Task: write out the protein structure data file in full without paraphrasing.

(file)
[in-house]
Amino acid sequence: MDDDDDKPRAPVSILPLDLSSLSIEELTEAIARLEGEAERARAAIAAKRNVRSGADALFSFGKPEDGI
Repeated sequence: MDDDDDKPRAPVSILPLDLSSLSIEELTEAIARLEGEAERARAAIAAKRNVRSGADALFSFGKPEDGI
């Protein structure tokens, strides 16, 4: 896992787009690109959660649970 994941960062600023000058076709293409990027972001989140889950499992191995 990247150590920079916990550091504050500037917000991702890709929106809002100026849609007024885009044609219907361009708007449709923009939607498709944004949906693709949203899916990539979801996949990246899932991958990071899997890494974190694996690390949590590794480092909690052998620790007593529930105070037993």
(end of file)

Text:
[in-house]
Amino acid sequence: MDDDDDKPRAPVSILPLDLSSLSIEELTEAIARLEGEAERARAAIAAKRNVRSGADALFSFGKPEDGI
Repeated sequence: MDDDDDKPRAPVSILPLDLSSLSIEELTEAIARLEGEAERARAAIAAKRNVRSGADALFSFGKPEDGI
């Protein structure tokens, strides 16, 4: 896992787009690109959660649970 994941960062600023000058076709293409990027972001989140889950499992191995 990247150590920079916990550091504050500037917000991702890709929106809002100026849609007024885009044609219907361009708007449709923009939607498709944004949906693709949203899916990539979801996949990246899932991958990071899997890494974190694996690390949590590794480092909690052998620790007593529930105070037993």